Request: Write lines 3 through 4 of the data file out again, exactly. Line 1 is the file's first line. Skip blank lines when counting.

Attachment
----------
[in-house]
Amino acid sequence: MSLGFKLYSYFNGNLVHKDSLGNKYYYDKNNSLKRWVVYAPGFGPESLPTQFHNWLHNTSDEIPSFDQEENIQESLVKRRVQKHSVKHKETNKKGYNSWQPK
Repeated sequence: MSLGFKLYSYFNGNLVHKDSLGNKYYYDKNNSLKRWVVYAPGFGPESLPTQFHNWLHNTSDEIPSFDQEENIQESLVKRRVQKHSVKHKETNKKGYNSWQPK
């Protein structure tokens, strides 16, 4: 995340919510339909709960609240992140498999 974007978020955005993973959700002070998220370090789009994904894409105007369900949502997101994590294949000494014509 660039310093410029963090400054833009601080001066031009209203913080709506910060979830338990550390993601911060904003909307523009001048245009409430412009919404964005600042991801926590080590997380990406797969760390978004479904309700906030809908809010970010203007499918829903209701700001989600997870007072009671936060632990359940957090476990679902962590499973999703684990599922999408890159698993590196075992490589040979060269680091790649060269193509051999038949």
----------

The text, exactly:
Repeated sequence: MSLGFKLYSYFNGNLVHKDSLGNKYYYDKNNSLKRWVVYAPGFGPESLPTQFHNWLHNTSDEIPSFDQEENIQESLVKRRVQKHSVKHKETNKKGYNSWQPK
């Protein structure tokens, strides 16, 4: 995340919510339909709960609240992140498999 974007978020955005993973959700002070998220370090789009994904894409105007369900949502997101994590294949000494014509 660039310093410029963090400054833009601080001066031009209203913080709506910060979830338990550390993601911060904003909307523009001048245009409430412009919404964005600042991801926590080590997380990406797969760390978004479904309700906030809908809010970010203007499918829903209701700001989600997870007072009671936060632990359940957090476990679902962590499973999703684990599922999408890159698993590196075992490589040979060269680091790649060269193509051999038949």